because of this pre-test ranking requirement. My daughter received instruction from her prep course instructors on how to use the pre-test rankings to maximize her chances of getting into one of her top choices.
The scoring system for the SHSAT is not made public, and each of the eight specialized high schools sets its own cut-off score, which changes year by year. So, my daughter’s prep course instructors told her what the likely cut-off scores for the top schools would be the year she applied, and she used this information as a guide when taking practice tests.
Kids who don’t attend private schools or gifted and talented public schools appear to be given little information about how to apply to the specialized high schools. My daughter attended a public middle school where her guidance counselor only informed her about the SHSAT test dates. She didn’t – or couldn’t – guide my daughter on how to rank schools, or about test score targets.
By contrast, at the elite private school that my daughter attended when she was younger – and even at the gifted and talented public school that my son attended when he was younger – students applying for admission to a specialized high school got the help they needed. It’s as if students outside of the elite public and private school feeder programs have almost no shot at making it, so why get their hopes up? This message is, of course, the exact opposite of the one New York City’s Department of Education now wants to convey in the wake of the NAACP LDF complaint – namely, that the SHSAT guarantees that all middle school students have an equal chance at admission to a specialized high school, since admission is based on the results of one test.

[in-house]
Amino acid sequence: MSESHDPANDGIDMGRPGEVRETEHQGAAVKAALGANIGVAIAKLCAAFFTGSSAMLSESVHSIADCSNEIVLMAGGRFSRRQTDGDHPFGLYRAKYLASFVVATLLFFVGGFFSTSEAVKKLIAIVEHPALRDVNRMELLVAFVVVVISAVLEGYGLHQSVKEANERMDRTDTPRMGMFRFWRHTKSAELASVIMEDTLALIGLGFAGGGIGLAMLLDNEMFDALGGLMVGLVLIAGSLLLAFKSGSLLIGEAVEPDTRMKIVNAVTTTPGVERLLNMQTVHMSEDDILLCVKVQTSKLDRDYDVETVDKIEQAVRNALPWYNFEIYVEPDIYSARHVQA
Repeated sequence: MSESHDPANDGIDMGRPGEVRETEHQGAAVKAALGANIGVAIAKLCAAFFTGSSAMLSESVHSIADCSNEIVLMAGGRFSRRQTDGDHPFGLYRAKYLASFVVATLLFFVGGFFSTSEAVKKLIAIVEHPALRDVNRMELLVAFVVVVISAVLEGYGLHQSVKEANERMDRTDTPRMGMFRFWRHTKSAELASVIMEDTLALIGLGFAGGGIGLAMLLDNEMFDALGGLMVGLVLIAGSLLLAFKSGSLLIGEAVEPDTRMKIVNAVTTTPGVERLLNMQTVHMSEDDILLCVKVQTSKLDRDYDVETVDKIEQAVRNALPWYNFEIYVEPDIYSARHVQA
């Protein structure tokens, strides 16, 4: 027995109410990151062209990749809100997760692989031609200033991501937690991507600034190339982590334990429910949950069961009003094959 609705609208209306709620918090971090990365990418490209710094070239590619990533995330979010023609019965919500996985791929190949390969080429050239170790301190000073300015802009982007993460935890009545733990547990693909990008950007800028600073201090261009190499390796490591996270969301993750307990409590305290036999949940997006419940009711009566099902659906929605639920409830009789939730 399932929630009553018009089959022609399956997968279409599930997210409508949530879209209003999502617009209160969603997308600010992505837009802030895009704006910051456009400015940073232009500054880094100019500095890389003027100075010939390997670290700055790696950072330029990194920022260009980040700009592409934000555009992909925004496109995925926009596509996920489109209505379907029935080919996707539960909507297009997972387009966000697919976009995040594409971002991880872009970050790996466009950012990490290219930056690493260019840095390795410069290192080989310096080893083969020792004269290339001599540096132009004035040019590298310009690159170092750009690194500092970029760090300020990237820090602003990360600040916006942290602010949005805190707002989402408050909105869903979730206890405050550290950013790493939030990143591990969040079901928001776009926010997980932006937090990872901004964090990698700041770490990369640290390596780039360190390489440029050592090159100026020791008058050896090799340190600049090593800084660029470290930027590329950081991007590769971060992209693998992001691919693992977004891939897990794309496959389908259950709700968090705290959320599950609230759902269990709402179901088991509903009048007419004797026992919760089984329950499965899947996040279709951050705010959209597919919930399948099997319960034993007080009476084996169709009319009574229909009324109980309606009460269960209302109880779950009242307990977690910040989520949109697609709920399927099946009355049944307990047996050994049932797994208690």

The current specialized high school admissions process does discriminate against black and Latino students, but the process can be improved without getting rid of the SHSAT. If the SHSAT remains the sole admissions standard, New York City’s Department of Education needs to level the playing field by offering free SHSAT test prep to all interested NYC middle school students, regardless of need. NYC DOE also should be required to publish information about fee-based test prep courses and tutors, and those tutors and prep courses should be required to offer full- and partial scholarships to low-income students. Moreover, school guidance counselors and the DOE should be students’ primary source of information about the process, not the test prep industry.
Until these and other changes are made, the specialized high school admissions process will remain neither merit-based nor equal opportunity.